Around Christmas 2000, some U.S. military and intelligence officials were referring to Saddam Hussein as a Grinch.
It wasn't because of Iraqi dictator's human rights record, his continued defiance in the face of U.N. sanctions, or attacks against allied aircraft in the no-fly zones. Instead, American concerns during that holiday season were focused on, oddly enough, Sony PlayStations.
U.S. intel reporting suggested that Saddam had acquired a large number of the game consoles. But the Iraqi leader didn't plan to pass out the systems as a favor to his allies, or their children. American analysts believed that Saddam's intentions were much more sinister. As World Net Daily reported at the time:
Two government agencies are investigating the purchases because the PlayStations can be bundled together into a sort of crude super-computer and used for a variety of military applications, say intelligence sources.
"Most Americans don't realize that each PlayStation unit contains a CPU -- every bit as powerful as the processor found in most desktop and laptop computers," said one military intelligence officer who declined to be identified. "Beyond that, the graphics capabilities of a PlayStation are staggering -- five times more powerful than that of a typical graphics workstation, and roughly 15 times more powerful than the graphics cards found in most PCs."
A single PlayStation can generate up to 75 million polygons per second. Polygons, as noted in the DIA report, are the basic units used to generate the surface of 3-D models -- extremely useful in military design and modeling applications.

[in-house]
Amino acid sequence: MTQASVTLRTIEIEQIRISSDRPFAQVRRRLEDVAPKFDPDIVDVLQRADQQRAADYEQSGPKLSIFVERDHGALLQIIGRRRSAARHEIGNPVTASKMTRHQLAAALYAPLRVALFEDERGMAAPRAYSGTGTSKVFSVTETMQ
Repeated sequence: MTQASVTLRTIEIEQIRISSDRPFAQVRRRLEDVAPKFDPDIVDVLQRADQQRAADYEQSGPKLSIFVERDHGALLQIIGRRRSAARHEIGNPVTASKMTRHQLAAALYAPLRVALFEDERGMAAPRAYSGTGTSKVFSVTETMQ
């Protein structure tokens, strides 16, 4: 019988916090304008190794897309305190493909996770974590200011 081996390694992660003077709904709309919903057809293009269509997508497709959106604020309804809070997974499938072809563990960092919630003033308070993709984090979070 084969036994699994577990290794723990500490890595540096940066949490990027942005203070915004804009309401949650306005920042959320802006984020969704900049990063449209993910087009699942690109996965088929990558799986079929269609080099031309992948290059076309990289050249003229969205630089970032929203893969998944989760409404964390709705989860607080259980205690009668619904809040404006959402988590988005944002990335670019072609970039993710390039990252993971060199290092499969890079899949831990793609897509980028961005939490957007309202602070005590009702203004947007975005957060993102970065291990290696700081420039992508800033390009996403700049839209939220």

"When I first saw this report, I was highly skeptical," said an intelligence source. "So, I did some checking with computer experts I know within the Department of Defense. From what they tell me, bundling these video game units is very feasible."
"Applications for this system are potentially frightening," said an intelligence source. "One expert I spoke with estimated that an integrated bundle of 12-15 PlayStations could provide enough computer power to control an Iraqi unmanned aerial vehicle, or UAV -- a pilotless aircraft."
The assessment was met with skepticism by video gamers, other intel analysts and computer experts. And, when allied troops invaded Iraq three years later, they found no evidence of weapons systems designed or guided by "bundled" PlayStation 2s. If Saddam had acquired up to 4,000 game consoles--as the initial report suggested--those units were used for other purposes, say a gift for the children of political allies.
Eight years later, we've discovered an item that suggests there might have been something to that original report from Iraq. Last month, the Air Force announced plans to buy up to 300 PlayStation 3s, for a project at the Rome Research Lab in New York. According to the service, the game console processors will be bundled together. Their combine computing power will be used to design more advanced simulators.
While the PS 3s will carry a price tag of up to $120,000, the bundling option is said to be cheaper than "alternate" processors which could cost up to five times as much. But that seems to be something of a red herring. Spending $600,000 on other processor represents a veritable drop in the USAF's multi-billion IT budget.
We wonder if the "design" project isn't something of a ruse. The experiment's real purpose may be aimed at proving the viability of the original Iraqi "plan." With the computing power available in game consoles--and the bundling option--adversaries could develop a cheap, high-speed computer for military applications. Better yet, game systems aren't on export control lists, and they can be purchased in large quantities.
Maybe Saddam and his engineers were on the right track back in 2000. Or maybe the Iraqi dictator is getting the last laugh on us, from a very warm spot in the inferno.